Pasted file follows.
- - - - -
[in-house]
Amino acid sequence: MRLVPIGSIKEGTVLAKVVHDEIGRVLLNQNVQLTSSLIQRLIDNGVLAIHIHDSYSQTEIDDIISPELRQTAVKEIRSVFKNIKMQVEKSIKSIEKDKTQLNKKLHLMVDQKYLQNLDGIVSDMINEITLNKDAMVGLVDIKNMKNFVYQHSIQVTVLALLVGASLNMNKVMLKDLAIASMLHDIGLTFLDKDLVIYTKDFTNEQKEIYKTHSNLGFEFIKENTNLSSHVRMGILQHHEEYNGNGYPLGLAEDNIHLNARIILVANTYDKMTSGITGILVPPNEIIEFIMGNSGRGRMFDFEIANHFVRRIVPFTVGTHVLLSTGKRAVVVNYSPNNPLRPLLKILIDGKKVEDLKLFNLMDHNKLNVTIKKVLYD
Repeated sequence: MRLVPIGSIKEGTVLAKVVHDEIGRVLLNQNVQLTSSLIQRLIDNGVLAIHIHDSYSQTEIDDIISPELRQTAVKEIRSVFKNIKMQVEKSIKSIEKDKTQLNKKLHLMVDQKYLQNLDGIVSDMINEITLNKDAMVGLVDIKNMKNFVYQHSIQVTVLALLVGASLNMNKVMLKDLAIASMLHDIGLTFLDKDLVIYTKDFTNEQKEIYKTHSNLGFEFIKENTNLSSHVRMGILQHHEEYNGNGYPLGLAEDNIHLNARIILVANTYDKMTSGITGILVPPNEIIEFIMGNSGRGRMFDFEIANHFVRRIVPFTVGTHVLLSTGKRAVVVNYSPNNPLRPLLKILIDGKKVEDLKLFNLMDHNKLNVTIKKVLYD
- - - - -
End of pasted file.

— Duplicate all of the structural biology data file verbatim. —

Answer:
[in-house]
Amino acid sequence: MRLVPIGSIKEGTVLAKVVHDEIGRVLLNQNVQLTSSLIQRLIDNGVLAIHIHDSYSQTEIDDIISPELRQTAVKEIRSVFKNIKMQVEKSIKSIEKDKTQLNKKLHLMVDQKYLQNLDGIVSDMINEITLNKDAMVGLVDIKNMKNFVYQHSIQVTVLALLVGASLNMNKVMLKDLAIASMLHDIGLTFLDKDLVIYTKDFTNEQKEIYKTHSNLGFEFIKENTNLSSHVRMGILQHHEEYNGNGYPLGLAEDNIHLNARIILVANTYDKMTSGITGILVPPNEIIEFIMGNSGRGRMFDFEIANHFVRRIVPFTVGTHVLLSTGKRAVVVNYSPNNPLRPLLKILIDGKKVEDLKLFNLMDHNKLNVTIKKVLYD
Repeated sequence: MRLVPIGSIKEGTVLAKVVHDEIGRVLLNQNVQLTSSLIQRLIDNGVLAIHIHDSYSQTEIDDIISPELRQTAVKEIRSVFKNIKMQVEKSIKSIEKDKTQLNKKLHLMVDQKYLQNLDGIVSDMINEITLNKDAMVGLVDIKNMKNFVYQHSIQVTVLALLVGASLNMNKVMLKDLAIASMLHDIGLTFLDKDLVIYTKDFTNEQKEIYKTHSNLGFEFIKENTNLSSHVRMGILQHHEEYNGNGYPLGLAEDNIHLNARIILVANTYDKMTSGITGILVPPNEIIEFIMGNSGRGRMFDFEIANHFVRRIVPFTVGTHVLLSTGKRAVVVNYSPNNPLRPLLKILIDGKKVEDLKLFNLMDHNKLNVTIKKVLYD